Kingsman: The Secret Service is a fine example of a spy movie done right. As multiple characters within the film blithely point out, the movie is an homage to classic spy movies; it’s delightfully campy and bold. Kingsman is intentionally setting itself apart from grim modern takes. e.g. Skyfall. It’s not aiming for a sense of realism, but instead excitement, grandeur, and style. On all these counts, the movie is very successful.
The protagonist “Eggsy” Unwin (played by Taron Egerton) is a likable, dynamic hero, backed by the phenomenal Colin Firth. Firth plays Harry Hart, a member of the secret society known as “The Kingsman.” Egerton and Firth establish a polished repartee and are backed by an incredibly strong cast including Mark Strong, Michael Caine, and Samuel L Jackson. Jackson especially is notable for delivering a very different brand of character than his usual hat. While Jackson’s Valentine is a formidable villain in his own right, he is defined by his strong aversion to blood and striking lisp. Jackson manages to strike a balance between intimidating and humorous. Gazelle, the right hand to Valentine is no less iconic. Played by actress and dancer, Sofia Boutella, the character is no less than deadly. Her weapons are two prosthetic legs fitted with blades. And the action sequences featuring Boutella are truly stellar.
The action is generally top notch. It’s campy and overtop in the style of Matthew Vaughn’s previous comic outing, “Kick Ass.” There’s also something irreverently reminiscent of Tarantino-esque Action, but with an even more stylized aesthetic (if that’s possible). The camera follows the motion of blows, flying bodies, and impressive acrobatics. The gunplay is very much in line with this style, always taking place in close quarters and featuring a great deal of implausible agility.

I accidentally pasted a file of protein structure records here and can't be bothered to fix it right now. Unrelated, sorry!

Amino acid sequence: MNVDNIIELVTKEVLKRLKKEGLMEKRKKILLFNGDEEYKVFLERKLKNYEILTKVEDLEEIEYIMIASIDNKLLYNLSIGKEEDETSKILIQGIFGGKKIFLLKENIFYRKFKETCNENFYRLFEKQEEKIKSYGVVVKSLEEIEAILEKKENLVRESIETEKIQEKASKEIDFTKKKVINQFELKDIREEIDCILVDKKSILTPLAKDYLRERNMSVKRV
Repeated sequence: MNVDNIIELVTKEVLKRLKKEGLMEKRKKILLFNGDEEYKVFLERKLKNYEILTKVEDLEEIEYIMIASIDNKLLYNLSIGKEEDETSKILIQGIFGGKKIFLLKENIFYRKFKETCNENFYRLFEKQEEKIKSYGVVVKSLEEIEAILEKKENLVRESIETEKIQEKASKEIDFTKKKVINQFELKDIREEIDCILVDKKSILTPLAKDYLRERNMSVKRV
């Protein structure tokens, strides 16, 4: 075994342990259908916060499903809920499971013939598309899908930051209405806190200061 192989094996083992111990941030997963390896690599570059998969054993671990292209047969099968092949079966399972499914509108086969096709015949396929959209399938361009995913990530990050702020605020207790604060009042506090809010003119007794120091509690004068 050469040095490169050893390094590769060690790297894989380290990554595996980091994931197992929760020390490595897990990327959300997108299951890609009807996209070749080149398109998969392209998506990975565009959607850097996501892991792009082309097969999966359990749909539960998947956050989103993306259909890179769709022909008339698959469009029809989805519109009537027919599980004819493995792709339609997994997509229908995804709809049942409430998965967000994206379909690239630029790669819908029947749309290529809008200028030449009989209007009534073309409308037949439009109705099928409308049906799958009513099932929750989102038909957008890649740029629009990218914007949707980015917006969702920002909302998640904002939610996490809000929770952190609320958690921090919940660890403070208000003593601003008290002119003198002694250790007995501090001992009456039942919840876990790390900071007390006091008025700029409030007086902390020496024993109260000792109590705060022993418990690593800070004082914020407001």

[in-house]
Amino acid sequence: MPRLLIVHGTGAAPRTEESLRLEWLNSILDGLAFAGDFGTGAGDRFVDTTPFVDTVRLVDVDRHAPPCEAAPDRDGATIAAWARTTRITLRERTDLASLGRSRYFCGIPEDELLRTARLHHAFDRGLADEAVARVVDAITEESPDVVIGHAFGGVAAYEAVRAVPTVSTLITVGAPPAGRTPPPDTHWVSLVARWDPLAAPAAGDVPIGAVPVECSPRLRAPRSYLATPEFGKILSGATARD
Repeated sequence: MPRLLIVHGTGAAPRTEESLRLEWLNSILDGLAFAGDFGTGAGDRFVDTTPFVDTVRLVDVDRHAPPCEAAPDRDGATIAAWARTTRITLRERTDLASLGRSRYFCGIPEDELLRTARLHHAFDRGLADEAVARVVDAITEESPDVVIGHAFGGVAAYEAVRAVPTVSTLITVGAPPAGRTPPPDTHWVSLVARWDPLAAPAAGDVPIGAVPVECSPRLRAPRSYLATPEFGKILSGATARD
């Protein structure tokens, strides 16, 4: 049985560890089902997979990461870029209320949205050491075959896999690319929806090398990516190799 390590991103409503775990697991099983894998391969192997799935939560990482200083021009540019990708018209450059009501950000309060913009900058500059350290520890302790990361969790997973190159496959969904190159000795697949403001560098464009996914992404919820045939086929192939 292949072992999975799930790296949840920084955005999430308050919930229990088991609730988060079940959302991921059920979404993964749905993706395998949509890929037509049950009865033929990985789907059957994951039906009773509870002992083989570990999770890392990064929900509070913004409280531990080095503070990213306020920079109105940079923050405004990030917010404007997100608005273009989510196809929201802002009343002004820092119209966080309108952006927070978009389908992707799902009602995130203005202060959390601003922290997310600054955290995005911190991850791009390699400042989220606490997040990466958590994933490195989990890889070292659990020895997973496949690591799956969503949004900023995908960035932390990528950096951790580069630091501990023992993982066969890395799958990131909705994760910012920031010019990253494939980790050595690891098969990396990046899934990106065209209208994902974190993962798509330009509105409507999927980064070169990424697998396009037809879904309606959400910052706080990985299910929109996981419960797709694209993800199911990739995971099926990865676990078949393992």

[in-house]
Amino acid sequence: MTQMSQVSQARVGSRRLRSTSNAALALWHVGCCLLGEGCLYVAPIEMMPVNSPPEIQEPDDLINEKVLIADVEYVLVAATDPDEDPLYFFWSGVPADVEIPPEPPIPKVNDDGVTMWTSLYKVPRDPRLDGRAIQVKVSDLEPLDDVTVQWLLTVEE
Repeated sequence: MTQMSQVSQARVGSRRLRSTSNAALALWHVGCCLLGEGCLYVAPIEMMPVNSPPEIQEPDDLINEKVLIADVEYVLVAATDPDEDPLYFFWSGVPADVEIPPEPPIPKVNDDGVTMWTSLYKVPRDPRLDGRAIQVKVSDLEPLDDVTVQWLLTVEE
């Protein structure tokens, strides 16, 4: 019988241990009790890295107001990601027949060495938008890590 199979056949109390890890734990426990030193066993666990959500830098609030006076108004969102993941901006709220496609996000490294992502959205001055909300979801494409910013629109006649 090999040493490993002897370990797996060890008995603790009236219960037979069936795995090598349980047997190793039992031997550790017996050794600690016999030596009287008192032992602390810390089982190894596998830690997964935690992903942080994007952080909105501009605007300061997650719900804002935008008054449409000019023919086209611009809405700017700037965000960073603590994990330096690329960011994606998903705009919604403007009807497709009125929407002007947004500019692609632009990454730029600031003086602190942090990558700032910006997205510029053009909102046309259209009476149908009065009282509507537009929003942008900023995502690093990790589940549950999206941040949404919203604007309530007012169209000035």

The narrative itself is rather agile. It keeps going at a relentless pace and never falls into a lull. For a most part, this works incredibly well, though a few skips in time prove slightly jarring.
In terms of failings, the film does not have fantastic representation for non-male characters. While Boutella’s Gazelle is impressively deadly, the only female protagonist, Roxy is often relegated to secondary actions and is most defined by her fears rather than her accomplishments. The only other prominent female characters, Eggsy’s mother and the Swedish Princess Tilde are similarly shortchanged.
That being said, the film succeeds in being a critique of socio-economic classes. It also delivers a sleek, polished spy movie reminiscent of the more classic pillars of the genre. It’s hopelessly irreverent and bold, but still one I’d very much recommend if you want a good action movie.